|During the Thirty-Years War (1641-1648), the Palatinate or Pfalz area west of the Rhine was
frequently raided by French armies who robbed, abused and plundered the peasants and, in the
manner of gangsters, collected tribute from the ruling Electors. In 1674, this area was once again
thoroughly devastated by Louis XIV’s armies under Marshal Turenne.
During the Second Ottoman Siege of Vienna in 1683, Poland, Saxony, Bavaria, Baden, Swabia and
Franconia all answered the call for a Holy League supported by Pope Innocent XI. to save western
civilization and Christianity. Only Habsburg rival Louis XIV of France declined to help, thus
weakening the Emperor's forces in the east. Instead, he used the opportunity to ruthlessly annex
territories he coveted in western Europe such as Luxembourg and Alsace with Strasbourg. Because
of the ongoing war against the Turks, Austria could not lend support the interest of German allies in
the West, and France pounced at the chance. Had the Ottomans won, France would have been the
strongest nation in Europe.
Then, after the Imperial army defeated the Turks at the Battle of Mohács in August 1687, France
invaded the Palatinate in October 1688 before the Emperor's armies had redeployed from the East.
The French King sent Marshal Montclas with 50,000 men “that the Palatinate should be made a
desert.” This Commander gave the nearly one-half million inhabitants three days notice that they
must leave their homes, causing thousands to die of cold and hunger. Those who survived became
beggars on the streets of European cities. The French army devastated the area in technically one of
the few war crimes of this period.
One of the many victims of the French Army's ruthless destruction was the immense and ancient
Heidelberg Castle (Heidelberger Schloss), above, now a famous ruin, then one of the most important
Renaissance structures north of the Alps. A castle here was first mentioned in the year 1225, and it
was successively improved upon and enlarged through the centuries. In September, 1688, French
troops marched into the Palatinate and in October moved into Heidelberg and the castle, which had
been deserted when the Elector fled. At war against the allied European powers, France's war council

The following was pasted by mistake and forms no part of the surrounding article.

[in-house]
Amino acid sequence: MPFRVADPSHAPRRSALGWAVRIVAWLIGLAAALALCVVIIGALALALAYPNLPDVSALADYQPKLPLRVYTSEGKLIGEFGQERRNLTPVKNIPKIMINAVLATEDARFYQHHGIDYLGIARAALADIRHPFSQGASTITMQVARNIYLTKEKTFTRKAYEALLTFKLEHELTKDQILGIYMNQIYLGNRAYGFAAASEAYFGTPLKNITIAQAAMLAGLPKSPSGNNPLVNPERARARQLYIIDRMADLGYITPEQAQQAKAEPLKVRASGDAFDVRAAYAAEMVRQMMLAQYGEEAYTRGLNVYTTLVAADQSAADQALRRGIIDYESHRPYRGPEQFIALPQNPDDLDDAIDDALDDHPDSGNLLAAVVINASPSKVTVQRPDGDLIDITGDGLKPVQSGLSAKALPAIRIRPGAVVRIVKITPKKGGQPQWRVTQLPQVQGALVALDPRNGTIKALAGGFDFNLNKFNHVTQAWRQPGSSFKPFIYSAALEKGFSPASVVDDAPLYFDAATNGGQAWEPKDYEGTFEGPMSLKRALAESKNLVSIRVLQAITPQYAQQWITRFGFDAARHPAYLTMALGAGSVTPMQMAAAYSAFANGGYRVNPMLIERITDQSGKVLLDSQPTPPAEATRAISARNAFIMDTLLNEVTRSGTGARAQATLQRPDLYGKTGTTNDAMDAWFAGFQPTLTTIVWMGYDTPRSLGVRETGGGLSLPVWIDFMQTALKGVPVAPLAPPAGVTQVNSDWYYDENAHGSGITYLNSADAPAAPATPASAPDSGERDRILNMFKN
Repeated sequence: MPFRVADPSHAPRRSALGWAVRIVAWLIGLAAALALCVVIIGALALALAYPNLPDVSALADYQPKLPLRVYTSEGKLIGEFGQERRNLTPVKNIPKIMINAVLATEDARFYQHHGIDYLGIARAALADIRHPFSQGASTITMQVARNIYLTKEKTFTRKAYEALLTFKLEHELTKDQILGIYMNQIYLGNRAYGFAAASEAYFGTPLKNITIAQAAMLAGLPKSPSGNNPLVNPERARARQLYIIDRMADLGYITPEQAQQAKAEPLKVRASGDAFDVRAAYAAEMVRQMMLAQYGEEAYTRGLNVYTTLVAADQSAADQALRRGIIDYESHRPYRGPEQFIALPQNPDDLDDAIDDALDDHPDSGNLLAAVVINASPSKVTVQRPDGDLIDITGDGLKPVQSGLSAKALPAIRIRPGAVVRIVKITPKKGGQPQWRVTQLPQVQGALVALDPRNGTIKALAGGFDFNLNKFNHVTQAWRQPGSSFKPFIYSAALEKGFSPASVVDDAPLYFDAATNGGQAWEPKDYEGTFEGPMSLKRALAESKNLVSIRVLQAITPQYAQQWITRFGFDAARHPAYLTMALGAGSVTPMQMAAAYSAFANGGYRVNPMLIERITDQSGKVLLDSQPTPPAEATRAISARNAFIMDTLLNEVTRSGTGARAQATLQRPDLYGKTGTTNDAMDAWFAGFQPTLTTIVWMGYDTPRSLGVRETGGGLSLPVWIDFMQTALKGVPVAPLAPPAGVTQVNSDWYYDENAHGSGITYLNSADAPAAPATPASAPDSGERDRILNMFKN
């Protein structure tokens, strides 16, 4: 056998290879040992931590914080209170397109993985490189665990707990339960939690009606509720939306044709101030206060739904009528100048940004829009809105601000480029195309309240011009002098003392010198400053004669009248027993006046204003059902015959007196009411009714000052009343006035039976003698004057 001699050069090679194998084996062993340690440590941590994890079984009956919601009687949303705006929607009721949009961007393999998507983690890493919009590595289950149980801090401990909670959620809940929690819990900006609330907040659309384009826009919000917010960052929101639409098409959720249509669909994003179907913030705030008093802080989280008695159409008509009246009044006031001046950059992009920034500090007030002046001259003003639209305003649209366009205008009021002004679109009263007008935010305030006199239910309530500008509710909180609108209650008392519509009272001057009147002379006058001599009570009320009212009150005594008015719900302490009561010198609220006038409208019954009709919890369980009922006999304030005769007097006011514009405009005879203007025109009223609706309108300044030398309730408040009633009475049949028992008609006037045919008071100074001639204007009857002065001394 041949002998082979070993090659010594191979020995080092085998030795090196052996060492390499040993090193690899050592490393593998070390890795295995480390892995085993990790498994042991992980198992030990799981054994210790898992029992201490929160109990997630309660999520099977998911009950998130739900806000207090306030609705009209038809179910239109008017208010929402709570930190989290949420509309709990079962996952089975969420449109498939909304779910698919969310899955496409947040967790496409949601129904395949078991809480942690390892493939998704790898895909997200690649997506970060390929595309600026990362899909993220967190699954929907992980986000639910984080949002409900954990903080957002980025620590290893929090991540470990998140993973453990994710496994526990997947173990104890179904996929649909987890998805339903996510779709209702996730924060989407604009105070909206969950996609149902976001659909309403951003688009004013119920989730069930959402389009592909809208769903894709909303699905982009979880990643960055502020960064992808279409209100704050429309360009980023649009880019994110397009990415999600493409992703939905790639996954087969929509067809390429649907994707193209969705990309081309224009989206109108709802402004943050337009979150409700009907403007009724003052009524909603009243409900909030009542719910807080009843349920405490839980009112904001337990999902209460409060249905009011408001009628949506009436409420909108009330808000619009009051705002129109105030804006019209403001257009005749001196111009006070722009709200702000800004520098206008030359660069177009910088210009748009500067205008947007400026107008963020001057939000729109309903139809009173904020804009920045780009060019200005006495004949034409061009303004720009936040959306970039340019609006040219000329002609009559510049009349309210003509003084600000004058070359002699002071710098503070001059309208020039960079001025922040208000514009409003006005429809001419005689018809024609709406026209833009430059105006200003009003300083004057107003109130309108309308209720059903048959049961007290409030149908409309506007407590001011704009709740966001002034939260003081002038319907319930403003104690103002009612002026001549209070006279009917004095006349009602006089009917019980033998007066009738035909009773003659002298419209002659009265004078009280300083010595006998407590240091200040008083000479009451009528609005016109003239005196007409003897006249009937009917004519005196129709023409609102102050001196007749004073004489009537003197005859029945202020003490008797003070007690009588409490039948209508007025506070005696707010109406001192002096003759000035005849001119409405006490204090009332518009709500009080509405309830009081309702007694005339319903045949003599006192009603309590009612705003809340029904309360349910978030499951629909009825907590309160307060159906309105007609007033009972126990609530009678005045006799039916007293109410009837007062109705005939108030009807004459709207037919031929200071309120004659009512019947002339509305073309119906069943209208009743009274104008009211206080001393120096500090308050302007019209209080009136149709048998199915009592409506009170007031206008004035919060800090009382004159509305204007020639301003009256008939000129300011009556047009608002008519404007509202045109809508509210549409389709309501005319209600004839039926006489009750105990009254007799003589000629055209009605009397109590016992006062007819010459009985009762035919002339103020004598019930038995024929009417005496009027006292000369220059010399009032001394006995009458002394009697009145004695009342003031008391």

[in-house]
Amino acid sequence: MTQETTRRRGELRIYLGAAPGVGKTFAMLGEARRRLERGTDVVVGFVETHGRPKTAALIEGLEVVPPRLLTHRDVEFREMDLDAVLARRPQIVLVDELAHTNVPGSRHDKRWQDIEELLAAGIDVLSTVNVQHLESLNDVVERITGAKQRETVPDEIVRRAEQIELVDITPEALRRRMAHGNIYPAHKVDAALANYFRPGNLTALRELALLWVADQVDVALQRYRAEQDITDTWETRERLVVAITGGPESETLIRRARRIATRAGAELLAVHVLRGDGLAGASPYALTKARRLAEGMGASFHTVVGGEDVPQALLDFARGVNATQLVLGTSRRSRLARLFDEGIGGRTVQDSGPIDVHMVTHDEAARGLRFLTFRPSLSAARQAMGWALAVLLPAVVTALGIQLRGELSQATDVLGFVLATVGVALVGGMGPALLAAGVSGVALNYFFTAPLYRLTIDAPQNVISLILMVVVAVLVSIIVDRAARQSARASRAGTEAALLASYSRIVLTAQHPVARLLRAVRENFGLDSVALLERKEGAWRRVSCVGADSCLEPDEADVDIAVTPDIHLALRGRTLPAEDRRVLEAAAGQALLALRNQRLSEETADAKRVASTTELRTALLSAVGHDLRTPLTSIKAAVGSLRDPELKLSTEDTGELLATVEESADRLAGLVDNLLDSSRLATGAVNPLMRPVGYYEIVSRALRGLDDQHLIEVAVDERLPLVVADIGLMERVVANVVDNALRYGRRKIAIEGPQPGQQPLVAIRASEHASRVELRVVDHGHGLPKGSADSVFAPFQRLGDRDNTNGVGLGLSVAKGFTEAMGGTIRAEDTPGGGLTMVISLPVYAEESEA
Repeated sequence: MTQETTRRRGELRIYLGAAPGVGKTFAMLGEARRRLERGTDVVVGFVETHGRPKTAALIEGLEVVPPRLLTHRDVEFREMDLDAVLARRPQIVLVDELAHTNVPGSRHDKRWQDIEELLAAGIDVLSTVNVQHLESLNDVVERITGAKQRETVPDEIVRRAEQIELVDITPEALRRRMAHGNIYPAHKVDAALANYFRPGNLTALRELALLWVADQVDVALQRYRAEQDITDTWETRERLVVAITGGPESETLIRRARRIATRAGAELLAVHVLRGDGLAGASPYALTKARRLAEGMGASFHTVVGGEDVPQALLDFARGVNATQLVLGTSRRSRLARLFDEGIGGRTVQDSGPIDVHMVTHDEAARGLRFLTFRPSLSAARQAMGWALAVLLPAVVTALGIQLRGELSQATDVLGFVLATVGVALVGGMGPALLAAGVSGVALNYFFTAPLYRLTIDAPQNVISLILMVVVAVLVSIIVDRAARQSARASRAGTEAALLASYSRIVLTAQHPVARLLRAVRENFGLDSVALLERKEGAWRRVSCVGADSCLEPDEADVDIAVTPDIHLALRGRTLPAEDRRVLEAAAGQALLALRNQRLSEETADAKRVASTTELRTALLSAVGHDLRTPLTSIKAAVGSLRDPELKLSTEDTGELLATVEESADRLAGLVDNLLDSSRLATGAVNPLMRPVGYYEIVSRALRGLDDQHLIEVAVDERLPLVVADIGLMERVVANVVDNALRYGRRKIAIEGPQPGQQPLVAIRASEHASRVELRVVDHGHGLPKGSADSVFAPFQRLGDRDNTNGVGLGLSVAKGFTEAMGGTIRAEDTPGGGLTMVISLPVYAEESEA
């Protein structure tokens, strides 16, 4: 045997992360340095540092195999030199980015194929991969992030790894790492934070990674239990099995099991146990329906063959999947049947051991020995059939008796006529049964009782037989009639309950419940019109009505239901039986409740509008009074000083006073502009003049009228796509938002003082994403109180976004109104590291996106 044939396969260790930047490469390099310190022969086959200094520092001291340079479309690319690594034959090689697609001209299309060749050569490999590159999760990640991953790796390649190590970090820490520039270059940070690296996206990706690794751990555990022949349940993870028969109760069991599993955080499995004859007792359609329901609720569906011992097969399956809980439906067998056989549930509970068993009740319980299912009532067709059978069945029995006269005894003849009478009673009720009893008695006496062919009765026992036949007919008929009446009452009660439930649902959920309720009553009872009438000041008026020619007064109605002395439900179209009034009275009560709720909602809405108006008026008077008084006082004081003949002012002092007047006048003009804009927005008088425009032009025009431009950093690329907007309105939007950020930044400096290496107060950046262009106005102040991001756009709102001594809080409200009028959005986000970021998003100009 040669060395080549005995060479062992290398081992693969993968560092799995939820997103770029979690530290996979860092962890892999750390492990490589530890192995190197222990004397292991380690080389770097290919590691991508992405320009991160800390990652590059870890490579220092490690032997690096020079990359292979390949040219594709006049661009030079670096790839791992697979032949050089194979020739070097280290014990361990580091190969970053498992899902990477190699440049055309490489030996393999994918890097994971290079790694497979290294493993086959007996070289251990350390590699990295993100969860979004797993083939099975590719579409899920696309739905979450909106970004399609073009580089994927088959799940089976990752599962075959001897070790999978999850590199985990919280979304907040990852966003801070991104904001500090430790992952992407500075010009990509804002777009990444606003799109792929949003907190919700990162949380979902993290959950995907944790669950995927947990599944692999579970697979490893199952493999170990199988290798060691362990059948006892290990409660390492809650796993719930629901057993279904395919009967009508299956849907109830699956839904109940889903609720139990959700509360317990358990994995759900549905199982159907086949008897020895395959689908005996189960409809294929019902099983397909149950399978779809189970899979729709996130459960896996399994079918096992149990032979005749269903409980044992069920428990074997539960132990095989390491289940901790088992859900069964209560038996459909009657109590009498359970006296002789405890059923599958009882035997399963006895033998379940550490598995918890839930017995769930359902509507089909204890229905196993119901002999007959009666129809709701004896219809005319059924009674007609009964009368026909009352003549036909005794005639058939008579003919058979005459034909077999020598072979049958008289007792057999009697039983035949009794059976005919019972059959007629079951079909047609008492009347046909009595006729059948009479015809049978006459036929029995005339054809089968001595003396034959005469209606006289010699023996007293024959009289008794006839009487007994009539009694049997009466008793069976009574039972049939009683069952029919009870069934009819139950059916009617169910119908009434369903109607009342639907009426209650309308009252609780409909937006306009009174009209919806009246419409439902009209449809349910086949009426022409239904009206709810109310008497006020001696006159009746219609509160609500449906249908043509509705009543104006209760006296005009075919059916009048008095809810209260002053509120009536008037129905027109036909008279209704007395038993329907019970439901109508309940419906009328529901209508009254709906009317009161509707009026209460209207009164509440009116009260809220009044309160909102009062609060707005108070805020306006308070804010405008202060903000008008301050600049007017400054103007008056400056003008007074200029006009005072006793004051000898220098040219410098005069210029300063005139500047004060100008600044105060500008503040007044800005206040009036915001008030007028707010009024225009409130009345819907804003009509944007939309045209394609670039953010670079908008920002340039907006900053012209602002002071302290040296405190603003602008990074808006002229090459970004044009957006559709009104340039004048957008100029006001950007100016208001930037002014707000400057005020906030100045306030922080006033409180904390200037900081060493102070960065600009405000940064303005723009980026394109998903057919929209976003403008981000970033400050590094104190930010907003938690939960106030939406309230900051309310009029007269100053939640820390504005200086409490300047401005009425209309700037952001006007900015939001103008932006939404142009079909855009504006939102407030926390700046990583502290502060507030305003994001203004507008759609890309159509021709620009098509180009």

decided to destroy all fortifications and to lay waste to the Palatinate. As the French withdrew from
the castle in March, they blew part of it up and set fire to it and portions of the town.
This would still not be enough for France. Immediately upon his accession in 1690, Johann Wilhelm,
Elector of the Palatine had the walls and towers rebuilt. When the French again reached the gates of
Heidelberg in 1691 and 1692, the town's defenses were so good that they did not gain entry. Angry,
the French were yet again at the town's gates in May of 1693 and, unable to take control of the
castle, they destroyed the town in attempt to weaken the castle's main supports. The castle's
occupants capitulated the next day and upon their quick departure from the town, the French used
the opportunity to finish off the work they started in 1689. The towers and walls that had survived
the last wave of their destruction were blown up with mines. Although its ruins were in a very small
part repairable, lightening strikes and fires later polished it off almost completely.
In 1707, yet another French army under the leadership of Marshal Villars came to invade, pillage and
destroy this area again. They had by now destroyed nearly every castle on the Rhine. His army
occupied the Palatinate for a year, sending plundered money and goods back to enlarge King Louis
At the beginning of the nineteenth century, the ruined castle had become a symbol in Germany for
the patriotic movement against Napoleon. Only the Friedrich Building, whose interiors were fire
damaged, but not ruined, would later be restored from 1897 to 1900 at an enormous cost.